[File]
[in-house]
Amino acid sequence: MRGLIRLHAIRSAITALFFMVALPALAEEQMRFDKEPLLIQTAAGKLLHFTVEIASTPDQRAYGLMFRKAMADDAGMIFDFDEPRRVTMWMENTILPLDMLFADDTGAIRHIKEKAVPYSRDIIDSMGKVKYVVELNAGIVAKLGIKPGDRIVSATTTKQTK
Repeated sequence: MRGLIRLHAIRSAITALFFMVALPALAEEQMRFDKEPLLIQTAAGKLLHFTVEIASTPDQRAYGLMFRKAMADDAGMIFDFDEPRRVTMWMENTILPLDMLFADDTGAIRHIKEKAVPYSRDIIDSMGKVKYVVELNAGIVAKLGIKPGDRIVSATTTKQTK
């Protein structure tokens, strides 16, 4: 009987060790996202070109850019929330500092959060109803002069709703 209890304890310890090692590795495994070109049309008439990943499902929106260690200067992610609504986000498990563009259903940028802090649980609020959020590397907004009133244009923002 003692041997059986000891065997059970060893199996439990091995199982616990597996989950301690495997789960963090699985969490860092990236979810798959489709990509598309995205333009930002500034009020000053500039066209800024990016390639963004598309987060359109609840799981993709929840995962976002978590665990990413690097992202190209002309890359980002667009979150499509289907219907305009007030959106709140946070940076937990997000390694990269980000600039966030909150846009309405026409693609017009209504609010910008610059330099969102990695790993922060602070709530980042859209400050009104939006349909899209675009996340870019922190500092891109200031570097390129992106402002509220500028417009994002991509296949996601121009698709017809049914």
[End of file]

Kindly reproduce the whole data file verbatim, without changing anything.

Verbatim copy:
[in-house]
Amino acid sequence: MRGLIRLHAIRSAITALFFMVALPALAEEQMRFDKEPLLIQTAAGKLLHFTVEIASTPDQRAYGLMFRKAMADDAGMIFDFDEPRRVTMWMENTILPLDMLFADDTGAIRHIKEKAVPYSRDIIDSMGKVKYVVELNAGIVAKLGIKPGDRIVSATTTKQTK
Repeated sequence: MRGLIRLHAIRSAITALFFMVALPALAEEQMRFDKEPLLIQTAAGKLLHFTVEIASTPDQRAYGLMFRKAMADDAGMIFDFDEPRRVTMWMENTILPLDMLFADDTGAIRHIKEKAVPYSRDIIDSMGKVKYVVELNAGIVAKLGIKPGDRIVSATTTKQTK
């Protein structure tokens, strides 16, 4: 009987060790996202070109850019929330500092959060109803002069709703 209890304890310890090692590795495994070109049309008439990943499902929106260690200067992610609504986000498990563009259903940028802090649980609020959020590397907004009133244009923002 003692041997059986000891065997059970060893199996439990091995199982616990597996989950301690495997789960963090699985969490860092990236979810798959489709990509598309995205333009930002500034009020000053500039066209800024990016390639963004598309987060359109609840799981993709929840995962976002978590665990990413690097992202190209002309890359980002667009979150499509289907219907305009007030959106709140946070940076937990997000390694990269980000600039966030909150846009309405026409693609017009209504609010910008610059330099969102990695790993922060602070709530980042859209400050009104939006349909899209675009996340870019922190500092891109200031570097390129992106402002509220500028417009994002991509296949996601121009698709017809049914």